Evan and I ordered the beef tibsi, chicken tibsi (tibsi is basically a simple meat or mushroom stew, sauteed or pan-fried), timitimo tsebhi (split lentil stew), split pea, and shero (chickpeas with berbere sauce), as well as the salad in the middle with an olive oil and vinegar-type dressing.

And our pals Emily and Corey…


also got the beef tibsi and chicken tibsi, with mushroom tibsi, cabbage with carrot, and hamli (cooked collard greens with onions, green peppers, garlic and ginger).


Everything was so full of flavour and so, so delicious. I mean it, everything. There was nothing we didn’t like. The chicken tibsi was seriously to die for and my favourite vegetable dishes were the mushrooms, lentils, and chickpeas. We polished off both of those platters, and by the end we were full and satisfied, but not in the gross I-just-ate-a-Big-Mac-and-I-feel-disgusting way. It was so good, and looking at it again right now I am really craving it!

Since you just tear off pieces of injera and scoop up your food with it (with your right hand, apparently you do not use your left in Ethiopia or Eritrea because your left hand is your bathroom hand), our hands were quite messy afterwards so our server brought a bowl of warm rosewater (with actual rose petals) for us to dip our hands into.


And then our coffee was ready!


I did not know this, but apparently it is rude to accept less than three cups of coffee during a coffee ceremony because the third cup is said to bestow a blessing. I think we all only had two. Whoops. It was very strong, and I really liked it.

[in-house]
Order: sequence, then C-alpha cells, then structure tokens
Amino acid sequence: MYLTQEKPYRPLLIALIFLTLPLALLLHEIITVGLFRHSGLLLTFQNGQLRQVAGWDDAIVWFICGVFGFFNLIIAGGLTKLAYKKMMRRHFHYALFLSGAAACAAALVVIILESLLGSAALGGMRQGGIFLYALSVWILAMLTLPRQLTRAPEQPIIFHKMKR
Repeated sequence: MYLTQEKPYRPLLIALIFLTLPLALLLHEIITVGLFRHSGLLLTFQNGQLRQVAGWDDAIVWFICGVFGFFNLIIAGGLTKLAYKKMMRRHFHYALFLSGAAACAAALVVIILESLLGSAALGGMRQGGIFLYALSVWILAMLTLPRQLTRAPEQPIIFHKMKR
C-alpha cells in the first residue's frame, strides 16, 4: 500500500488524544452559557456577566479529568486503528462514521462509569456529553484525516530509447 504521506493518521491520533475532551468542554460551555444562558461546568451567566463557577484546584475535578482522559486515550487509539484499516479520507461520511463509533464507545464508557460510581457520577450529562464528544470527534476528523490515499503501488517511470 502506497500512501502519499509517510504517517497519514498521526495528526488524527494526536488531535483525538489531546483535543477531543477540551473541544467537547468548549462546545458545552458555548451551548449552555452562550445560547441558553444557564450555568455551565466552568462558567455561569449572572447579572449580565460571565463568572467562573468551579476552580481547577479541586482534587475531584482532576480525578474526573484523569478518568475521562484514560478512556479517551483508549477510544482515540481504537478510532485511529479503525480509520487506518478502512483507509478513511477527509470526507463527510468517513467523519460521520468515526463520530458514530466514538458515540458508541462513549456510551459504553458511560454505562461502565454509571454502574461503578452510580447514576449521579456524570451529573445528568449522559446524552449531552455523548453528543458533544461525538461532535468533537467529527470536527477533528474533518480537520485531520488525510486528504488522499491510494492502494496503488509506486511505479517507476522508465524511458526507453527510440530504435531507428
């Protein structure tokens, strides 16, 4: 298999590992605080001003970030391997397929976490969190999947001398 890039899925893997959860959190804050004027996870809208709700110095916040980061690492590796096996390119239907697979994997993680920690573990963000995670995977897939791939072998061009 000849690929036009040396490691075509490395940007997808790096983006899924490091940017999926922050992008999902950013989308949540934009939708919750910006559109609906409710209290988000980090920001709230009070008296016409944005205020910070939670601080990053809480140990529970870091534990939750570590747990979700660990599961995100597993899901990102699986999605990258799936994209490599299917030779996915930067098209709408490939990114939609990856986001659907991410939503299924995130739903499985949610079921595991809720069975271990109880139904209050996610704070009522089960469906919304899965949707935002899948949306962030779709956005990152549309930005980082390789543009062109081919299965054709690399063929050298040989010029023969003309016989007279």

Because the coffee ceremony is so long and peeps get hangry, food is usually served alongside the coffee, traditionally popcorn!


We shoved our faces with that until there was not a kernel left, as you do with popcorn (I can’t not do that with popcorn).

Our entire meal was a fantastic experience and I am glad we had Emily and Corey with us for it!


It was tricky getting Evan to stop eating popcorn long enough to get a decent picture. I have several versions of the following:

He kills me.

If you have an Ethiopian restaurant near you I highly recommend you check it out. That food is so, so good. BlogTO has an extensive list of the best Ethiopian restaurants in Toronto.